Summer 2013
Purslane is high in healthful omega-3 fatty acids - for a vegetable.
Purslane is high in healthful omega-3 fatty acids – for a vegetable. English photo.

By Roberta Bailey

Last year was the first year that purslane started showing up in my garden. When I saw it my heart leapt with a little fear. All the voices of other gardeners complaining about this difficult weed rushed through my mind and I quickly hoed it. The second time I saw it, I remembered that it is a wild salad green.

But was it one of those nasty things that one eats when one can get nothing else (to grossly paraphrase William Cobbett’s words in his 1819 book, American Gardener)? I tried a sprig, and it seemed inoffensively neutral. Then I tried a younger leaf cluster and found it delicious and worthy of a place in that night’s salad.

The oval to wedge-shaped leaves are pleasantly succulent, but not mucilaginous, and the flavor is mild and slightly acerbic, a bit like a mild watercress. The cultivated version is said to be milder and more upright than the vining wild version.

This spring, Beedy Parker of Camden, Maine, shared some online links to purslane recipes and its nutritional information. Purslane is high in vitamin C and rich in omega-3 fatty acids, including alpha linolenic acid, and antioxidants. Parker caught me in the flush of spring optimism, that place where everything is possible and nothing has succumbed to insects or blights. I had decided to grow a crop of golden flax for the chickens and for ourselves because of its omega-3 content. Why not give purslane a try? I like the idea of growing my own sources of non-fish-based omega-3 fatty acids and have decided to revisit wilds of my garden and to plant some ‘Golden’ purslane.

Called “verdolagas” in Spanish and “glistritha” in Greek, purslane is a popular vegetable in European, Asian and Mexican cultures. It is often eaten in salads, soups or cooked in a bit of water as one would spinach. It can be substituted for greens in soups, salads, lasagna and savory tarts. It is great in a Greek salad with feta cheese. If you find that you can’t get enough of it, it can be pickled with cider vinegar, garlic and some salt; just use a dill pickle recipe and omit the dill and add peppercorns. It can also be juiced.

Here are a few recipes that intrigue me. Perhaps they will inspire you to save your weeds or cultivate a row. After all, locally farmed omega-3s are all the rage.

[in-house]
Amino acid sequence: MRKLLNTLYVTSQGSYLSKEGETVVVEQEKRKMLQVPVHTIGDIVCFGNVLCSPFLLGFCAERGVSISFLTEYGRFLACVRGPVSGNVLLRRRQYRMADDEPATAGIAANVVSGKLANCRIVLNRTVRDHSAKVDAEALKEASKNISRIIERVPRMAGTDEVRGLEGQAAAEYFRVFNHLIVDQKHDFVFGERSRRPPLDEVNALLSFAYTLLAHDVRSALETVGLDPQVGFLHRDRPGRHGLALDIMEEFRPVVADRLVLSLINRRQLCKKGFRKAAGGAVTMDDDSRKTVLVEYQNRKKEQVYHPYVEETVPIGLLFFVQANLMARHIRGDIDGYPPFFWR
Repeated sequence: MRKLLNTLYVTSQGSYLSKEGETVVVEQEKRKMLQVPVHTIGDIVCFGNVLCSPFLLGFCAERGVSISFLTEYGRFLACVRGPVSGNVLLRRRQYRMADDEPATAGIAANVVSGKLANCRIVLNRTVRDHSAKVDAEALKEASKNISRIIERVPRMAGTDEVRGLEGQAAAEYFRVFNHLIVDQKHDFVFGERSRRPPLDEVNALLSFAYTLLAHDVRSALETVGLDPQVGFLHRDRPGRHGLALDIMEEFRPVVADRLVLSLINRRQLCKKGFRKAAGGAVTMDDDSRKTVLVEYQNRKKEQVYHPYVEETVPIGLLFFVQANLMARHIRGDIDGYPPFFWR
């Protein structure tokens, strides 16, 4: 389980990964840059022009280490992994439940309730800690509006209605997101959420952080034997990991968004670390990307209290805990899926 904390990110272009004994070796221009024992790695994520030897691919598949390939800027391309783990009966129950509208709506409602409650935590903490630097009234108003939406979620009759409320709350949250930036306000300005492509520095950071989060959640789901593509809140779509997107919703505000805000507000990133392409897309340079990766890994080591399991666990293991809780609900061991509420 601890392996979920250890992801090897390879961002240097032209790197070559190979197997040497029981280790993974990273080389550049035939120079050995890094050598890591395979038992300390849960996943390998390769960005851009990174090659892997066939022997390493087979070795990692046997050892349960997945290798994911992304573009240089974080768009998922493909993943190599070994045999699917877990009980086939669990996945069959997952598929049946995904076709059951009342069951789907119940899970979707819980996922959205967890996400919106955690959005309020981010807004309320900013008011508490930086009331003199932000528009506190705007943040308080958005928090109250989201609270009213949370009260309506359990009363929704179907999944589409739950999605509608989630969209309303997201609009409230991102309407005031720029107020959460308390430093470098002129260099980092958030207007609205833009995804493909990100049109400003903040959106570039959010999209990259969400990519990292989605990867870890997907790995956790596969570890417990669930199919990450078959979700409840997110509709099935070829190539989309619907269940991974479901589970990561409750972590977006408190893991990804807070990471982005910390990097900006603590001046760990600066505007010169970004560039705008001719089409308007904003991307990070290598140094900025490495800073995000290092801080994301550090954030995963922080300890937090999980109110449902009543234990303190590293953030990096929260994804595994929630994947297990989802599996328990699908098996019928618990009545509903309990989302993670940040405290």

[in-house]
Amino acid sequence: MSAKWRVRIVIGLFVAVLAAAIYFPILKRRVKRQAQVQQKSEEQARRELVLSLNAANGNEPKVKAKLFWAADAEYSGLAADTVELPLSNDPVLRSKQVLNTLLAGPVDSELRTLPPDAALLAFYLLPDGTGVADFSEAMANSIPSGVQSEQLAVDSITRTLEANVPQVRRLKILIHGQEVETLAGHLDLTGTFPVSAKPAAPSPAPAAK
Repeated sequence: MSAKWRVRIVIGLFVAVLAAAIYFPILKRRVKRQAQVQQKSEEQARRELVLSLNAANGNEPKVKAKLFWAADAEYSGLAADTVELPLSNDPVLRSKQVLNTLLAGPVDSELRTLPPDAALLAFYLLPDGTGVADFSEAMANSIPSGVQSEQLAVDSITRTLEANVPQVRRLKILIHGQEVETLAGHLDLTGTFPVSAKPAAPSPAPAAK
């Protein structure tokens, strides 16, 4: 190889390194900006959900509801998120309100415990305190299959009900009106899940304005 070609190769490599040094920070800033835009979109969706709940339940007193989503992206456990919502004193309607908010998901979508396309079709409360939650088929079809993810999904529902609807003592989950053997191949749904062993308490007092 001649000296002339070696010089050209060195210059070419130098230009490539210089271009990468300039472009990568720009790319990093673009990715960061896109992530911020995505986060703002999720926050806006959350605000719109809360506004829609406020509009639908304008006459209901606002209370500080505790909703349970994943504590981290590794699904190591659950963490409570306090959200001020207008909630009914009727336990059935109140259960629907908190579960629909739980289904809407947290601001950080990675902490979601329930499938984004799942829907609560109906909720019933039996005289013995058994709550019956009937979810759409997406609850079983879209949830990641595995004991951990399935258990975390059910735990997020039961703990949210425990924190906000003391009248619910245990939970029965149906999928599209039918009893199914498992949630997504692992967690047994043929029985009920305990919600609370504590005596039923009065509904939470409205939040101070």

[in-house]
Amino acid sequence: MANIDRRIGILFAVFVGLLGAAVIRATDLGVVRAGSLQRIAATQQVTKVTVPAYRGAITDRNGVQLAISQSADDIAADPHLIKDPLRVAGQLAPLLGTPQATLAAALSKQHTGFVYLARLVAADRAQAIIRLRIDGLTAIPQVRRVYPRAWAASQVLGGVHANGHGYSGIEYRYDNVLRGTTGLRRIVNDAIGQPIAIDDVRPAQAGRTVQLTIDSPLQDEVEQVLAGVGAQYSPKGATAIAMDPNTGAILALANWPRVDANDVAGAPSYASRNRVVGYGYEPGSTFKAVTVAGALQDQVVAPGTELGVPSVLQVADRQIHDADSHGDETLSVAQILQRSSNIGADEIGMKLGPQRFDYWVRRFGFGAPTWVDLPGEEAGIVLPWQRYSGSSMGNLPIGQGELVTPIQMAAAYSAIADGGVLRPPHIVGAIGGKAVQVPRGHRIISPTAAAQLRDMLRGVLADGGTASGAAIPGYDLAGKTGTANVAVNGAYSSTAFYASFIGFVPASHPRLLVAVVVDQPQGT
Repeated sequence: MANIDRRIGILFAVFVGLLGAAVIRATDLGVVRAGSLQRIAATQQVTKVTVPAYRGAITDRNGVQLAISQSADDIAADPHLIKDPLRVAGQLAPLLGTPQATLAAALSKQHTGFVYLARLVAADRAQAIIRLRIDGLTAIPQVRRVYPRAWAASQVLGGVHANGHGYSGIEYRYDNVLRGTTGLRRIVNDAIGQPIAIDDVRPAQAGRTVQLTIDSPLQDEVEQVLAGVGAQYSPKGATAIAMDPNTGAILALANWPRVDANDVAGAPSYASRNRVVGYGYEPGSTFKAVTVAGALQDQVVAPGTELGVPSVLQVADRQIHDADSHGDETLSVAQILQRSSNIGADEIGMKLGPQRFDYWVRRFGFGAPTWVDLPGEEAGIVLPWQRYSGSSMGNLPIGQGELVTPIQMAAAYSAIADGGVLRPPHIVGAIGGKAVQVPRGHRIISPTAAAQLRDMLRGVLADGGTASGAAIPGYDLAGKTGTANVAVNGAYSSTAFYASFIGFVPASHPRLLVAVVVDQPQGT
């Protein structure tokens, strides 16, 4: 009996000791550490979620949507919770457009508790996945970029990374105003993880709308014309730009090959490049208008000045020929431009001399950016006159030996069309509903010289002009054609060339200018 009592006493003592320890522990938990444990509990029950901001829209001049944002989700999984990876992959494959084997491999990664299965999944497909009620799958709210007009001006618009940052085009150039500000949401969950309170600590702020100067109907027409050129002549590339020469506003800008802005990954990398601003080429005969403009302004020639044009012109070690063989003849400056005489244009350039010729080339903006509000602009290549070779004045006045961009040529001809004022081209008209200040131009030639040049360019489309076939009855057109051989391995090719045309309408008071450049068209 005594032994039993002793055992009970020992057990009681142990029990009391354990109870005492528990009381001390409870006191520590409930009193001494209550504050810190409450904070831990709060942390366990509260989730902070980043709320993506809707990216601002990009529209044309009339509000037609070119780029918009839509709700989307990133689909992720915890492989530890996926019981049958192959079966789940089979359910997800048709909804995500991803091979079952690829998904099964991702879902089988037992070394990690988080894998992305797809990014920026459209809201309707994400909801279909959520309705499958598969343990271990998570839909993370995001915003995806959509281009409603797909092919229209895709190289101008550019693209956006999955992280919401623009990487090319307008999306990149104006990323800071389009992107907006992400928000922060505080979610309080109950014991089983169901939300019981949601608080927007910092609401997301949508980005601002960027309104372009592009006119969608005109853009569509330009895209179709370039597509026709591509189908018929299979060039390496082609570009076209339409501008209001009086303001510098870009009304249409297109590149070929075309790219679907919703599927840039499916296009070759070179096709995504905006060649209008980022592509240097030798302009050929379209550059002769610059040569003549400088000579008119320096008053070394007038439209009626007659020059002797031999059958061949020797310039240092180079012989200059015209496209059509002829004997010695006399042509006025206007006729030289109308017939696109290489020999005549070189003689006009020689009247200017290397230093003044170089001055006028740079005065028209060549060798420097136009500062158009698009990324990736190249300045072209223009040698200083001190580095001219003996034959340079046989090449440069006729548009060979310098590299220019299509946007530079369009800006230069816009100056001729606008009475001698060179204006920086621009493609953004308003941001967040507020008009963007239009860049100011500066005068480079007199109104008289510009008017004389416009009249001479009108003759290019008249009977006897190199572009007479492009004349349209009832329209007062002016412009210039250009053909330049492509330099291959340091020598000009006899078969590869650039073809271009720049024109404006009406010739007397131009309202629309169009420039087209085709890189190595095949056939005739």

Cucumber-Purslane-Yogurt Salad

5 large cucumbers, peeled, seeded (optional) and cut into quarter- round slices
1/4 lb. purslane, large stems removed, washed and drained well
2 Tbsp. each fresh chopped mint, cilantro and chervil
4 c. whole milk yogurt
1/4 c. olive oil
3 cloves garlic, puréed with a pinch of salt using the flat side of a knife
2 tsp. ground coriander
salt and ground black pepper

Place the cucumber, purslane and herbs in a large bowl. In another bowl, stir together the yogurt, olive oil, garlic and coriander. Season to taste with salt. Add the yogurt mixture to the vegetables and mix well. Add a pinch of ground black pepper. Taste the dressed salad and add a little more salt if needed. Serve chilled. Serves 6.

Spicy Purslane Soup

2 Tbsp. olive oil
1 medium onion, diced
2 cloves garlic, minced
4 chipotle chilies, minced, or 2 to 4 tsp. chipotle powder
4 c. chicken or vegetable stock
1 c. tomato sauce
1 c. stewed tomatoes, chopped
1 c. shredded chicken meat
1 c. cooked white or brown rice
1 c. tender purslane leaves
a little cilantro, minced
a little strong-flavored white cheese, crumbled – Mexican, Romano or farmer cheese, or even sour cream
lime wedges
tortilla chips

Sauté the onion, garlic and chipotles in olive oil in a heavy saucepan. Add and heat stock, garlic, tomato sauce, stewed tomatoes, chicken meat, rice and purslane. Season with salt and pepper. Simmer until purslane is not crunchy and flavors meld. Make sure soup is salty enough. Serve hot. Sprinkle minced cilantro and some cheese on top of each bowl and serve with lime wedges to juice over the top. Crumble tortilla chips into the bowl if desired. Serves 3-4.

Purslane and Parsley Salad

3 Tbsp. olive oil
1 Tbsp. fresh lemon juice
1 Tbsp. finely chopped chives or scallion
1/2 lb. cherry tomatoes, halved or quartered if large
6 c. packed tender purslane sprigs and leaves (from a 1-lb. bunch)
4 c. packed curly leaf parsley leaves (from 2 large bunches)

Whisk together oil, lemon juice, chives or scallion, and 1/4 tsp. each of salt and pepper, in a large bowl. Add tomatoes, purslane and parsley, gently tossing to coat. Serves 6-8.

Asian-Style Purslane Garlic Sauté

1 bunch purslane
1 Tbsp. olive oil
3 cloves garlic, sliced lengthwise
1 Tbsp. tamari or soy sauce
1/2 tsp. toasted sesame oil

Wash the purslane and trim off the roots and tough lower ends of stems. Put in a vegetable spinner to dry.

Heat oil and sauté garlic and purslane on low heat. Remove purslane from pan and chop into bite-size pieces. Add soy sauce, sesame oil and mix. Serve.

Fish, Nuts, Greens – Relative Amounts of Omega-3s

Data from Tufts University show that greens generally have lower concentrations of omega-3 fatty acids than foods such as some fish and oily seeds. But purslane is said to have higher concentrations of omega-3s than other greens – as well as plenty of other healthful nutrients.

From Tufts:

Recommended consumption: 7 to 11 g omega-3s/wk.

4 oz. salmon – 1.7 g
4 oz. sardines –  1.8
4 oz. mackerel – 2.2
1 oz. walnuts – 2.6
1 oz. flaxseeds –  1.8
1 Tbsp. cod liver oil – 2.8
1 Tbsp. sardine oil – 3.7
1/2 c. spinach, dandelion greens, kale, collards – 0.1

1 c. purslane leaves –  0.4

Also, like spinach, purslane can contain enough oxalic acid to cause problems in people prone to developing kidney stones.

Information: https://www.ncbi.nlm.nih.gov/pmc/articles/PMC3934766/

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